I say this because, as Conrad pointed out, these writers and talking heads are paid to find not just a narrative for each series but the narrative that the most people will enjoy reading. I saw one NY sports writer come up with “The Rangers will win because New York is a cooler place than Ottawa.” Dynamite stuff. Honestly, I gotta make some changes.

Proof of the tin-eared ‘never let a good story get the way of a ton of clicks” motivation was the headline I saw on TSN “Leafs Emerging as Feel Good Story of the Playoffs.” Look, as a dyed in the wool hater I’ll admit, it’s a deec story. Team comes in last, drafts first, new kid lives up to enormous hype and they make the wild card spot by one point. They then stun the President’s Trophy winning team in the early games of the first round then lose three straight and its #ACTUALLY good they lost in the first round because apparently everything is actually good And ws;dlkfjdgfdsf;gfkjfafaf ikja;g” until you just wish Flanders was dead. To further summarize this feel good story: Plan going decent.

What a tale, let it sink in.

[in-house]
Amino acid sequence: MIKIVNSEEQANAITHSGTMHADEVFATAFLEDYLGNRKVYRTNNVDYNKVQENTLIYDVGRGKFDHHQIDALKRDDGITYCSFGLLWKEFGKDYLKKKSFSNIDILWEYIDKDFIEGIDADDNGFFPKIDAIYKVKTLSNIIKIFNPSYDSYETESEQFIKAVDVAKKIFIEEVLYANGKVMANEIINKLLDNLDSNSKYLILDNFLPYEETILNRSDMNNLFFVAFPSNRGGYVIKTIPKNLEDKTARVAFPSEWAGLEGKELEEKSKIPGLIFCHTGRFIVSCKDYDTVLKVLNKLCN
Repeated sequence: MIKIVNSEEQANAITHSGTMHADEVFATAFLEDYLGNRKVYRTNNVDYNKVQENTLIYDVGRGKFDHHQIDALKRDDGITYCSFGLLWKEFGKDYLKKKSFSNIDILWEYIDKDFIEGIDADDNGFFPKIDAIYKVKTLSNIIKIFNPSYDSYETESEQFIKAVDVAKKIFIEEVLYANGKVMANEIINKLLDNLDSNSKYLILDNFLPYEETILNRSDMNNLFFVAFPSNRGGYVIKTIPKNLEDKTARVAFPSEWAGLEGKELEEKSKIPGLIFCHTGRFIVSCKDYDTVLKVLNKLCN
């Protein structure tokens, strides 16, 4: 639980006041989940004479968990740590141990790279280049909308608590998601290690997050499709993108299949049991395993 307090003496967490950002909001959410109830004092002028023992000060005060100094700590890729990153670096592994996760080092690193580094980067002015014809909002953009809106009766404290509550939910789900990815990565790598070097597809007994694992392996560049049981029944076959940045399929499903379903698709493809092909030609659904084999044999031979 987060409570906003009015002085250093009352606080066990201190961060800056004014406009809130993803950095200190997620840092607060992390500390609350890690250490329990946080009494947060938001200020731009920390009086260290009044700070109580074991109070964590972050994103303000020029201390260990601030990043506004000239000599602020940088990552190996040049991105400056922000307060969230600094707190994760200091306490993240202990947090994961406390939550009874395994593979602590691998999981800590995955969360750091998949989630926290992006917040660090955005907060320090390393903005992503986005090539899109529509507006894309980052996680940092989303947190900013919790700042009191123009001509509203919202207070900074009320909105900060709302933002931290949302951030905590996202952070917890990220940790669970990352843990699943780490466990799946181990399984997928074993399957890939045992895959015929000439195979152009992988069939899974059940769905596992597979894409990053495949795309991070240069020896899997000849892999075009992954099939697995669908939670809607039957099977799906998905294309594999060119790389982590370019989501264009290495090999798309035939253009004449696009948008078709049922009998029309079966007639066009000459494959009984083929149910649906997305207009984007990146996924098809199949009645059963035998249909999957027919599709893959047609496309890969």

I’ll just ignore WHY Craig Anderson is up for the Masterton, or the shots of he and Nicholle embracing in the stands after not seeing each other for weeks, or how a career backup played over 20 straight games helped to get us to the playoffs at all in his absence, or the sound of the Canadian Tire Centre when Clarke MacArthur scored his first goal in two years, or the most fronted on elite player in the NHL taking his game to new heights while injured, or the fans whipping boy becoming a scoring machine when it matters most, or the new GM’s biggest off season acquisition leading the team in points. This isn’t even touching that Bryan Murray is in the stands looking strong as an ox or that OUR HEART Jonathan Pitre is somehow finding the strength to cheer on the boys.

Honestly, as far as feel good goes I feel spoiled. I’d have just settled for “Former hated rival Dion Phaneuf scores overtime winner!”

This is our feel good series. We know what the life of a Sens fan is. We’re wedged in an original 6 hellscape of fanbases with a century head start, full of people trying to come up with a way to bond with their dads while rooting against their home city in favour of other places that look down on us. Sens fans against everyone. All we’ve got is us and all we’ll ever have is us and I like it that way. This is the Rangers series to lose as it was Boston’s. I’ll say what I said at the beginning of the first round: I like our chances.

* – LMFAOOOOOOOOO

Steph:

Bob Cole is like a series of Onion headlines that have have just enough reality to get a minority of people to read them and give them credibility while everyone else shakes their head in disbelief. Truly, listening to Bob Cole is as fun as having a really old person jump into your conversation in the grocery store to give you their opinion about kids and their computers nowadays. Guy is not good.